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Lack of Seafarer welfare resulting in severe shortage of ship officers

Lack of Seafarer welfare resulting in severe shortage of ship officers

As much as 90% of world trade moves by sea however the seafarers that man these vessels are often treated as an afterthought. The global shipping industry’s severe shortage of ship officers has reached its worst on record, but shows signs of abating, according to Drewry’s latest Manning Annual Review and Forecast.

The report highlights a widening officer availability gap in 2023, reaching a deficit of nine per cent of the global pool of officers. This marks a significant increase from the previous year’s five per cent shortfall and represents the highest level recorded in the 17 years since Drewry began analysing the seafarer market.

Projections based on the limited availability of new seafarer supply suggest that similar deficit levels will persist from 2023 to 2028. While these projections are based on vessel numbers and assumptions about crewing levels, they serve as a clear indicator of the increasingly tight seafarer labour market. The implications are significant, affecting recruitment and retention efforts as well as manning costs.

The enduring effects of the Covid crisis continue to impact the industry. Crew training has been substantially affected, and the appeal of working at sea has diminished. Stories of crews enduring prolonged periods on board vessels, often in dire conditions, have contributed to the industry’s dwindling attractiveness.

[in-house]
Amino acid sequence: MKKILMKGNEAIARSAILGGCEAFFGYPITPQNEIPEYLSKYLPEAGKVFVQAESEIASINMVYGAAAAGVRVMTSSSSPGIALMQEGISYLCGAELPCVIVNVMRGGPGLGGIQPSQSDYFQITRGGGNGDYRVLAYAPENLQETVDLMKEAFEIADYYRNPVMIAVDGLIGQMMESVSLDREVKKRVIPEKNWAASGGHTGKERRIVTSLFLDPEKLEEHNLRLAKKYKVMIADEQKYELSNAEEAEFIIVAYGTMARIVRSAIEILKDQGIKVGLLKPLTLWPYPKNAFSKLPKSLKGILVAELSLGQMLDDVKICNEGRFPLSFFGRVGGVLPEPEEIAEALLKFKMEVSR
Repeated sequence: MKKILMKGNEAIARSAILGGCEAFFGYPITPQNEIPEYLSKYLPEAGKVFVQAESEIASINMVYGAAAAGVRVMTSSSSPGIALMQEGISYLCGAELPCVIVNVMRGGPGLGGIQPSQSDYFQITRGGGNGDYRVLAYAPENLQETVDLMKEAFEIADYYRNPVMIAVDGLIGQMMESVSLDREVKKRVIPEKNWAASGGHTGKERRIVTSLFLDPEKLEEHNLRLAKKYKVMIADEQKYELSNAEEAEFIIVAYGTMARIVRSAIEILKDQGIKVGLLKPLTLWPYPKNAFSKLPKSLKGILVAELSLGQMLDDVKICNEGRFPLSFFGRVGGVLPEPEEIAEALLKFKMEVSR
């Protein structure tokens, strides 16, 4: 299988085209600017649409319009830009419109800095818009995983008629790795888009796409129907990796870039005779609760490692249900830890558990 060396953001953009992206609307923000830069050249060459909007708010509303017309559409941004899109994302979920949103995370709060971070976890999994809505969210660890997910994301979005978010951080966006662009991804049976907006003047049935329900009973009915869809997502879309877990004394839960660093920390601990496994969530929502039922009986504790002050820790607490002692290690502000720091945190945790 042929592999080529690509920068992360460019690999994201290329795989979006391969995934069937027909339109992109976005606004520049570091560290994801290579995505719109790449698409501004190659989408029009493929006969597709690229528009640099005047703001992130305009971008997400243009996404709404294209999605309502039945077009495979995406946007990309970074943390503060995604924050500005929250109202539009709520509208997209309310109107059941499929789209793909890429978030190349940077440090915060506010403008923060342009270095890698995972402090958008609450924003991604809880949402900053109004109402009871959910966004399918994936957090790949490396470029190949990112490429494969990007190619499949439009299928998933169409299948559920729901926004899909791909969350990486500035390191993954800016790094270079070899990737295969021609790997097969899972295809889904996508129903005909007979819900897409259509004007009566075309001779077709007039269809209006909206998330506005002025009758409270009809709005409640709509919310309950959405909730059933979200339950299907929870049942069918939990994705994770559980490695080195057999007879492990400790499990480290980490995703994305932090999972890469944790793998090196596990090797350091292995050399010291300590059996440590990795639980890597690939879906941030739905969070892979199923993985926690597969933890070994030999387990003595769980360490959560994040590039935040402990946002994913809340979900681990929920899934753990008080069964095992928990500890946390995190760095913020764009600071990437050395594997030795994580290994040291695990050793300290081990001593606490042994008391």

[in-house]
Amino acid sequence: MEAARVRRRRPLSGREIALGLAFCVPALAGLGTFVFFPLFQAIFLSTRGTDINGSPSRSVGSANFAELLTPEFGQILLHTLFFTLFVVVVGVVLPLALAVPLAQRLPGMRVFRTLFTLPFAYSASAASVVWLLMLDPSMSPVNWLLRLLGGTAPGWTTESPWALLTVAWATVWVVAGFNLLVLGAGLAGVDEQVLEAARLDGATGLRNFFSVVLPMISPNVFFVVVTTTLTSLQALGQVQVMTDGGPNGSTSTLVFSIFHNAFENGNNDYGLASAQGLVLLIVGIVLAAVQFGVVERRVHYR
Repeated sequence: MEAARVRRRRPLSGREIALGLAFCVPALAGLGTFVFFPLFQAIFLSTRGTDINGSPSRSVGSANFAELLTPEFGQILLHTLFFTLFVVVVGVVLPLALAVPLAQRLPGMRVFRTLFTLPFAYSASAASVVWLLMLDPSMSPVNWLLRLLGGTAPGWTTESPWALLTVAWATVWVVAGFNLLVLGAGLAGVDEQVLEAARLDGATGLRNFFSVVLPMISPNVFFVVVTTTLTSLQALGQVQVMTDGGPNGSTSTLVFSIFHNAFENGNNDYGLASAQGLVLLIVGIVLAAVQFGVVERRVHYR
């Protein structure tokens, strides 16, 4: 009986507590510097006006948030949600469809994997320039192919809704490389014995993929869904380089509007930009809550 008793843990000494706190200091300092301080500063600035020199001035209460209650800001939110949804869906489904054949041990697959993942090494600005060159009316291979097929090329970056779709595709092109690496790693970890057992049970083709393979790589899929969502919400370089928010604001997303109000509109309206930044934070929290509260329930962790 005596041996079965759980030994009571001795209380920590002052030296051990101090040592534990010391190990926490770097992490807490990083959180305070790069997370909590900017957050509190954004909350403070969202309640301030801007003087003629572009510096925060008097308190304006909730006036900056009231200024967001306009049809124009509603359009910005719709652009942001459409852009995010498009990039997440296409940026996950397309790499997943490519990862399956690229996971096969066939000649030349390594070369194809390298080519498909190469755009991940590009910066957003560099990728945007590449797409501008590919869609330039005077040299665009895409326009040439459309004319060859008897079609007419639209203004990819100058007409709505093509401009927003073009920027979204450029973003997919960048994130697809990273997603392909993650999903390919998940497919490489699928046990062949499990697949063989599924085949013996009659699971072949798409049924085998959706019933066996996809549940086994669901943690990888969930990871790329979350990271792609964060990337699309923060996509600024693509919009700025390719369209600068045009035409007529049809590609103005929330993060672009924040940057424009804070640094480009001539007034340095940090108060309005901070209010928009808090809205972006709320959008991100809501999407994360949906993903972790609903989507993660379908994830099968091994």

As a result, the focus on seafarer well-being has gained momentum as a key factor in employee retention beyond wage rates. Elements such as effective communication channels with families back home, comfortable onboard facilities, and a supportive work environment have become increasingly important in attracting and retaining seafarers.

The challenges faced by the seafarer supply chain were further exacerbated by the outbreak of the Russia-Ukraine war. Many experienced crews returned home to join the military, adding to the scarcity of seafarers. Regrettably, there is currently no end in sight to the ongoing conflict, which means the number of new seafarers from Russia and Ukraine will remain severely limited for the foreseeable future.

While vessel manning will prove to be a considerable challenge in the coming years, particularly with regards to officer availability, the situation will be compounded by the rapid growth of the global deep-sea vessel fleet.

“Employers are exploring alternative sources of supply to address the shortfall, and wages are showing increased volatility,” said Drewry’s head of manning research Rhett Harris.

“Sectors such as containerships and offshore supply vessels have already witnessed rising wage rates due to the strength of these sectors. We anticipate that wage costs will accelerate for other vessel types as well,” he said.

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